Debt Investors Tested by Slow Restructuring: Update from Evergrande
(Bloomberg) — Chinese developers are increasing their sales of onshore bonds to fund project construction, a sign that easing government policy is helping ease the sector’s cash crunch.
It comes as the nation’s failing builders are making little headway in restructuring their dollar bills, testing the patience of struggling investors who have stepped in to buy after an industry-wide liquidity crunch. Meanwhile, S&P Global Ratings said the recent auditor resignations of three Chinese developers suggest transparency issues persist in the sector.
A Bloomberg Intelligence gauge of developers gained 1.2% on Wednesday after two days of steep declines, but China’s dollar high-yield bonds erased their lead by mid-afternoon, credit traders said. Zhenro Properties Group Ltd.’s 5.45% onshore bond, due 2024, ended a volatile trading day with a record gain. This followed an initial drop of 25% on fears of not repurchasing a $200 million bond as scheduled in two weeks, which prompted a 30-minute trading halt.
- Chinese developer bondholders brace for long road to repayments
- Chinese junk dollar bonds lose morning gains as Shimao slips
- Chinese AMCs may not be white knights for developer bondholders
- Hong Kong sells high-end real estate site at record price (1)
- Cinda and Huarong are banks’ buffers against problematic home loans
- China Oceanwide Says Lender Appointed Receivers After Unit Defaulted
- Chinese property bonds buoyed by new guidelines, AMC backing
Moody’s Withdraws RiseSun’s Rating for Insufficient Information (4:25 p.m. HK)
Moody’s Investors Service has removed the Caa2 rating from RiseSun Real Estate Development Co.’s family of companies, according to a statement.
The company said it had “decided to withdraw the rating because it believes it has insufficient or otherwise inadequate information to support maintaining the ratings.”
Builders Sell More Onshore Bonds to Fund Construction (12:32 a.m. HK)
Chinese developers are increasing their sales of onshore bonds to fund project construction, a sign that easing government policy is helping ease the sector’s cash crunch.
China Vanke Co., the country’s second-largest automaker by contracted sales last year, was expected to close its second 3-year, 3 billion yuan ($473 million) bond of 2022 in the domestic interbank market on Wednesday. Proceeds from the two notes will go to construction projects, according to the bond issuance documents.
Chinese Developers’ Auditor Change Signals Governance Risk, S&P Says (12:21 HK)
Recent auditor resignations from three Chinese developers suggest transparency issues persist in this sector, S&P said.
Changing accounting firms just before year-end results raises questions about the quality of a company’s governance, the ratings provider wrote in a report. He added that more developers may face this problem as auditors push back against opaque practices such as the use of off-balance sheet debt.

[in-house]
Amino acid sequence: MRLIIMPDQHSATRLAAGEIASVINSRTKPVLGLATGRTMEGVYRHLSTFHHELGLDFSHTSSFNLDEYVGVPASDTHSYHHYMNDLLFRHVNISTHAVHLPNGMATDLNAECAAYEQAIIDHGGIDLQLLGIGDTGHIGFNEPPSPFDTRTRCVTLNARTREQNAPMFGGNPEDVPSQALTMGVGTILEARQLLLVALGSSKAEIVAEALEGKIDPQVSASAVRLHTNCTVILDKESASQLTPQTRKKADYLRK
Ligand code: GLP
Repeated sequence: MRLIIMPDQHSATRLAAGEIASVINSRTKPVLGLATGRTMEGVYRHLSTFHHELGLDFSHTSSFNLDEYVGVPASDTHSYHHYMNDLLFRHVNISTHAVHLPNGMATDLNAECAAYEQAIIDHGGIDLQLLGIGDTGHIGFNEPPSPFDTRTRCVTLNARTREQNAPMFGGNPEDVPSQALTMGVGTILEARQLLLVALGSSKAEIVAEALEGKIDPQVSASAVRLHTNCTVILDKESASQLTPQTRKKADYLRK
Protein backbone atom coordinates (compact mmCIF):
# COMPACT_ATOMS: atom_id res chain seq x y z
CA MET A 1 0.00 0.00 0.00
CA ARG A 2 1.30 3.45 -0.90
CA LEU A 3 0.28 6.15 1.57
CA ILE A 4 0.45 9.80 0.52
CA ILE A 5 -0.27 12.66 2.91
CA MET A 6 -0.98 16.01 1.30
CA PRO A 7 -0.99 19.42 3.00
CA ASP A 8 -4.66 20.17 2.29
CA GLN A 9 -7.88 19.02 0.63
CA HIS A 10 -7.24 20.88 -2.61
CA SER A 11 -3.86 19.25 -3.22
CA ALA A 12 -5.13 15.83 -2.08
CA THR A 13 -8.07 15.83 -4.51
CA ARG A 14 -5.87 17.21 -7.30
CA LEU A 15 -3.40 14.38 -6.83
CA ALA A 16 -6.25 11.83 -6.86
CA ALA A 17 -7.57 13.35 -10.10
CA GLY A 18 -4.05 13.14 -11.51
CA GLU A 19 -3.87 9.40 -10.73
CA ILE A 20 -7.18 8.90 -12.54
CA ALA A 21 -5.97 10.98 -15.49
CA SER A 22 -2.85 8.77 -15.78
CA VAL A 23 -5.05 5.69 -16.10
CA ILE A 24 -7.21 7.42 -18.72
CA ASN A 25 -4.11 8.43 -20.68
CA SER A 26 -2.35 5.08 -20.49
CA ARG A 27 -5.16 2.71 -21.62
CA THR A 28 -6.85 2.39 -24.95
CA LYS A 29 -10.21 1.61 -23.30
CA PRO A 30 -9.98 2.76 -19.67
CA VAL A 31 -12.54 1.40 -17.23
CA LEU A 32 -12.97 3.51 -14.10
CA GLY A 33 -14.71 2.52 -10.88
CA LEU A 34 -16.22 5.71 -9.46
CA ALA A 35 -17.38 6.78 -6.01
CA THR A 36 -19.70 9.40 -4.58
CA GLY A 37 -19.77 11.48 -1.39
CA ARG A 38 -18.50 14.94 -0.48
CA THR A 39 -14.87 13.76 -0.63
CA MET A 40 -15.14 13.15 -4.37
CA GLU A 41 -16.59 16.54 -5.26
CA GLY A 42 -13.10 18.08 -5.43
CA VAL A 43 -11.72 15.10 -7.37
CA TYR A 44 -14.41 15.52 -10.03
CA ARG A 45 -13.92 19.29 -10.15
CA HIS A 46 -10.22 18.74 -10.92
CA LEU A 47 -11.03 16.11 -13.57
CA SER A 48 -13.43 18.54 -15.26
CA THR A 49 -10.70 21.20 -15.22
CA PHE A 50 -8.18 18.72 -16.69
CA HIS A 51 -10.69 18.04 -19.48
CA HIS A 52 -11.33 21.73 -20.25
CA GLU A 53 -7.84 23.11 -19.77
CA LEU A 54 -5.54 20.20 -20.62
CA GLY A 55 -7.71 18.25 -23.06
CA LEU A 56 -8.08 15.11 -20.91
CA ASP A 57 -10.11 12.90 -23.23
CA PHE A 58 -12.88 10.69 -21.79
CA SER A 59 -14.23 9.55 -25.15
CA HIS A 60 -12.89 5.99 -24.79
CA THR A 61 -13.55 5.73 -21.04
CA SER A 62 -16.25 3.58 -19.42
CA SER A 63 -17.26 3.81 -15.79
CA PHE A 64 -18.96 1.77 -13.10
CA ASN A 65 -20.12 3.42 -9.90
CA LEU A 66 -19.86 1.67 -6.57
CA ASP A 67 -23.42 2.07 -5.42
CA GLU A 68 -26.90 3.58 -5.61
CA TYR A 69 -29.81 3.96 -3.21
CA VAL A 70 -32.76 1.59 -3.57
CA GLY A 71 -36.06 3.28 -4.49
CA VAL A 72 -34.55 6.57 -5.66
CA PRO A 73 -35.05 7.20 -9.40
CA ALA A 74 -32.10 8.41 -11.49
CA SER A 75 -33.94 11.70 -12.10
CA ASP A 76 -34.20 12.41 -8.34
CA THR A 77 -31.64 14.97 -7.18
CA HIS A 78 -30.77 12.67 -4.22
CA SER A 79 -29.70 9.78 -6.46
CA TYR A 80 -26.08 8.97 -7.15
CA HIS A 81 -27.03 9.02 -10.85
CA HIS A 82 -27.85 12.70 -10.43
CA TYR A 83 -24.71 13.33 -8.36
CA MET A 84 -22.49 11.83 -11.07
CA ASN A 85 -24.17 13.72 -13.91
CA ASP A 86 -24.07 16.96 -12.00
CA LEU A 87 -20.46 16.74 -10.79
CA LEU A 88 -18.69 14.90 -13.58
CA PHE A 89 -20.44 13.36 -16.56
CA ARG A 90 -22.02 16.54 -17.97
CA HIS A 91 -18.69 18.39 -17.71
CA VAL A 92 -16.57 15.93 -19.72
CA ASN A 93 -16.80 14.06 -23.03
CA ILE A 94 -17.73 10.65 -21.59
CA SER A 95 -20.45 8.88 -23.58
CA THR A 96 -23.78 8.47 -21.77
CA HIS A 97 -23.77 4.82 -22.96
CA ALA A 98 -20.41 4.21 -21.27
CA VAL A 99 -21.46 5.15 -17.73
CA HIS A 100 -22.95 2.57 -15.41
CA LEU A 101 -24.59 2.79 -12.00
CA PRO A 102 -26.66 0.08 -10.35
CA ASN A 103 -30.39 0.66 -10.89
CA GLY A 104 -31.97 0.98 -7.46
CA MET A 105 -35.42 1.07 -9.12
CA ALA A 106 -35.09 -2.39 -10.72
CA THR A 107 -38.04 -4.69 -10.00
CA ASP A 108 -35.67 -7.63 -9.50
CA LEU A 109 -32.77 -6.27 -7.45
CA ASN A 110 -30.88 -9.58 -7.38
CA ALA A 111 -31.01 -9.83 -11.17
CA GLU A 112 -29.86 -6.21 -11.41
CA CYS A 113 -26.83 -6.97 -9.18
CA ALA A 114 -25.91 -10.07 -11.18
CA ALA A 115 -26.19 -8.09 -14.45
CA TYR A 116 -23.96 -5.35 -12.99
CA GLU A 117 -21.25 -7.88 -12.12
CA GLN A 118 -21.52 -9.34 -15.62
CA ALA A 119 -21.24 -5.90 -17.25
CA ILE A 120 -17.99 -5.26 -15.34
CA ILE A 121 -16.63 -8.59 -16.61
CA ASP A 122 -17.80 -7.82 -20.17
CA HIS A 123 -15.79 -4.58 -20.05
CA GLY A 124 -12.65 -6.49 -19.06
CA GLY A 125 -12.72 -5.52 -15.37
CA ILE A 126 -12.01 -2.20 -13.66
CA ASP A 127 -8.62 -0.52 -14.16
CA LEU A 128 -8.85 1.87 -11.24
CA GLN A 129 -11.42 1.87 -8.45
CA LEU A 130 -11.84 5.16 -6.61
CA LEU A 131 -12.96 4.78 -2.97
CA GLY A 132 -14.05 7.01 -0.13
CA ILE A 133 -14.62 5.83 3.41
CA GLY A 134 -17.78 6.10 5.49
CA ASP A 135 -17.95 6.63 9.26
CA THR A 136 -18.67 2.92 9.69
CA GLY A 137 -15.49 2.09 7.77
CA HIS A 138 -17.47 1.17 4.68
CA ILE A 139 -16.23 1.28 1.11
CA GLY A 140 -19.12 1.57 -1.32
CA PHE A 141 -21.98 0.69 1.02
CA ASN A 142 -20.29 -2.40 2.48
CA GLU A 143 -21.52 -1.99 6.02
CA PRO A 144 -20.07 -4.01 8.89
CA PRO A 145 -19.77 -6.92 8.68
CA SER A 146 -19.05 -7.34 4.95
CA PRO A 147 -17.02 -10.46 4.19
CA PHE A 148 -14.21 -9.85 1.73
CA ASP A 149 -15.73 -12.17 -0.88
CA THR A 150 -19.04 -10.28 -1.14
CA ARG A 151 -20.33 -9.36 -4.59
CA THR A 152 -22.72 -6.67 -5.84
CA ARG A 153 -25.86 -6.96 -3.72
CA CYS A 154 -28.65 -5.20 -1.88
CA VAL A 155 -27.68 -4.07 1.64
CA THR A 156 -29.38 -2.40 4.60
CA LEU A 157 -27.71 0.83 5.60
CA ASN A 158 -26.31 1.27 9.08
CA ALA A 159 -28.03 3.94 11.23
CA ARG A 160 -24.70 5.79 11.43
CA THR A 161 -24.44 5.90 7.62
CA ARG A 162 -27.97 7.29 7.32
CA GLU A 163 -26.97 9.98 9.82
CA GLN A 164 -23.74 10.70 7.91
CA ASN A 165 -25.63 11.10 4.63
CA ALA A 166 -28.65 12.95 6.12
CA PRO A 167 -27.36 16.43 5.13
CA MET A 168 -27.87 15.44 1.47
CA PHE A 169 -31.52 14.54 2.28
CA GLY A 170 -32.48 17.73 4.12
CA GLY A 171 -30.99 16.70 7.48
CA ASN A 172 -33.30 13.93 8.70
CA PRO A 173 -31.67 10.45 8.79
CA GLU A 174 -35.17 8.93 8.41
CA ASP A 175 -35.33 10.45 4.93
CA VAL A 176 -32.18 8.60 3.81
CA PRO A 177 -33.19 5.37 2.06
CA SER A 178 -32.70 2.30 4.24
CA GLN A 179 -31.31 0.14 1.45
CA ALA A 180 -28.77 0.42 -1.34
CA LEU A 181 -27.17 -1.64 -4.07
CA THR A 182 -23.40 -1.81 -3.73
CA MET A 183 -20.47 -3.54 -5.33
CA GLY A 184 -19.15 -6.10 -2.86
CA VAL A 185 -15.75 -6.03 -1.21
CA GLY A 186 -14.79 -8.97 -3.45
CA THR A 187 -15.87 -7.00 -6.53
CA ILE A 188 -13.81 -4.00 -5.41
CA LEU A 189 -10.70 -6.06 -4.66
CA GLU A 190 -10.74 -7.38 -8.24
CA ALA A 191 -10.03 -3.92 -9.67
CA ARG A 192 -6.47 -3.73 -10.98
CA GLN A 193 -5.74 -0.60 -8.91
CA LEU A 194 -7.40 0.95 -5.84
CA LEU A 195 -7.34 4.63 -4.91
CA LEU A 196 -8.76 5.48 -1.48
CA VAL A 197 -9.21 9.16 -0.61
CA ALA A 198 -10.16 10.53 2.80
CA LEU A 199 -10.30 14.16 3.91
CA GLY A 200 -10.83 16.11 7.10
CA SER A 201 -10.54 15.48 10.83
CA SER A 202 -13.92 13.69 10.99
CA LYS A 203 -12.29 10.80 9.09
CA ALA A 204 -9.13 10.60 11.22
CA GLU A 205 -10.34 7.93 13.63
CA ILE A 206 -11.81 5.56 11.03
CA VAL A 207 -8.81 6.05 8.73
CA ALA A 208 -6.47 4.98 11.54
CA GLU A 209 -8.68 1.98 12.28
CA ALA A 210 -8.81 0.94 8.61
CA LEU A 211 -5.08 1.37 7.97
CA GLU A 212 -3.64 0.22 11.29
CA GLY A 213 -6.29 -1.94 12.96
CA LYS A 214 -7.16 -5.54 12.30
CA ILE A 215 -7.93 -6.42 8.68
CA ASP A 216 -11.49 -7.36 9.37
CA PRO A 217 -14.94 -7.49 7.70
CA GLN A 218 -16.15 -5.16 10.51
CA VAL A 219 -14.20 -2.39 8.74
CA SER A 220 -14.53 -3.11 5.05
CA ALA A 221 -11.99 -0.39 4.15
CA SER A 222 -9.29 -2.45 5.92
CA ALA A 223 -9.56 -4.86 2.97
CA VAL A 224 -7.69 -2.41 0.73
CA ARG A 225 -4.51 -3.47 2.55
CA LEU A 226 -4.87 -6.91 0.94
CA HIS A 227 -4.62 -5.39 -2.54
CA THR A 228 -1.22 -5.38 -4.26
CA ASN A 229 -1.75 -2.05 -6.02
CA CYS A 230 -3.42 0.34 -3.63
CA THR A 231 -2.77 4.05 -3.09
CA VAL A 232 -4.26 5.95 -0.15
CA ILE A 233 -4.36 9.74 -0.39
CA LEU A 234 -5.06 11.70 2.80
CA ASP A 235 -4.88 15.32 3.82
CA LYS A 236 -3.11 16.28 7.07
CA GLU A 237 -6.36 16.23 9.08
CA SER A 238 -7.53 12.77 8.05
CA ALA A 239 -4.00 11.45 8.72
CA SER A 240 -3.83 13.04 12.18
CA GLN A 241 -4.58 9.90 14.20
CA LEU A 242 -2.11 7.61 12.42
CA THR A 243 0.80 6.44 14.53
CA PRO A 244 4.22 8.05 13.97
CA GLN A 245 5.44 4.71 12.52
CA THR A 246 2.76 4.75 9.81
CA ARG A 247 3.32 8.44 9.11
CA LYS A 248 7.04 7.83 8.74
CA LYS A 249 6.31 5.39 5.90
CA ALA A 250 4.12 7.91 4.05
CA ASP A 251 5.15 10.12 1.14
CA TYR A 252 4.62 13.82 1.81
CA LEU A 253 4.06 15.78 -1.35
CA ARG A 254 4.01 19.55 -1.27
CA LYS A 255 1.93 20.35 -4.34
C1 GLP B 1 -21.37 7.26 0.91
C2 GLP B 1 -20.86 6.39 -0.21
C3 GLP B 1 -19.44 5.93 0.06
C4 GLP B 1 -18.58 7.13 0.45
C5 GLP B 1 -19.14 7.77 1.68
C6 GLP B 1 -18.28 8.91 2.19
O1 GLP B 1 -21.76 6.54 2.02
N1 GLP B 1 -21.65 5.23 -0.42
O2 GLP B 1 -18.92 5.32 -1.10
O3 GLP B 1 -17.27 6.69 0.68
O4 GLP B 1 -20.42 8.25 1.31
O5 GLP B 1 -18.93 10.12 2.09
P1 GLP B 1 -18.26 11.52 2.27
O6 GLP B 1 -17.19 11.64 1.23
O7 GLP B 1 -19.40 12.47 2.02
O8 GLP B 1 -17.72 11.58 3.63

Jinke plans to sell up to 1.5 bln yuan of 4-year bonds (12:04 a.m. HK)
Jinke Properties Group Co. plans to sell up to 1.5 billion yuan of 4-year bonds at an estimated coupon rate of 7%-8%, according to a statement posted on the Shenzhen Stock Exchange’s website.
Ronshine Leads Early Gains for Chinese Dollar High Yield Bonds (10:38 a.m. HK)
Chinese high-yield dollar bonds rose Wednesday morning after hitting the weakest day in February according to a Bloomberg index.
The 10.5% rating of Ronshine China Holdings Ltd. due on March 1 jumped from what would be a record 11.1 cents to 72.1 cents at 10:06 a.m. in Hong Kong, according to data compiled by Bloomberg, on pace with the highest close since February 10 . .
Zhenro Properties 5.45% 2024 Bond Halted in Shanghai (9:50am HK)
Trading was suspended for 30 minutes, according to a statement from the Shanghai Stock Exchange, after the note fell 25%.
Shares and dollar bonds of the company have plunged in recent days as traders feared the Chinese automaker might redeem a $200 million bond as planned.
Logan Group Adds to 2022 Dollar Bond Buybacks (8:19 a.m. HK)
Logan Group Co. purchased $1 million of its 7.5% note due August 25 from January 14 to February 14. 15, according to a Hong Kong stock exchange filing. The company purchased $21 million of the bond, representing 7% of the principal.
Cinda and Huarong are banks’ buffers against problematic home loans: BI (8:08 a.m. HK)
China’s bad debt managers could help protect 10 Chinese banks from the corrosive effects of 126 billion yuan in problem home loans, wrote Bloomberg Intelligence analyst Francis Chan.
She said lenders could increase home loans this year without taking on disproportionate credit risk after reducing exposure last year, backed by ample collateral and bad debt coverage.
Chinese Developer’s Bondholders Brace for Long Road to Refunds (7:59 a.m. HK)
At least a dozen developers have defaulted on their dollar bonds over the past year, with an estimated $48.9 billion outstanding awaiting debt resolution, according to a Feb. 3 report from Standard Chartered. Plc. Among them, only China Fortune Land Development Co. issued a brief restructuring framework, seven months after defaulting on its dollar note in February 2021. By earlier this month, the company had reached settlements with its creditors on just 20 % of its debt.
China Oceanwide Says Lender Appointed Receivers After Unit Defaulted (8:18 p.m. HK)
China Oceanwide Holdings Ltd. said a lender appointed receivers over shares of a wholly-owned subsidiary after it sent a notice of default.
The company said the creditor was seeking $159.3 million in an acceleration notice, according to a Hong Kong stock exchange filing. The struggling developer said it received a letter dated Monday stating that representatives of Kroll had been appointed receivers over the assets. Oceanwide said it was negotiating with the creditor, OCM Harbor Investments Pte, for an updated repayment plan.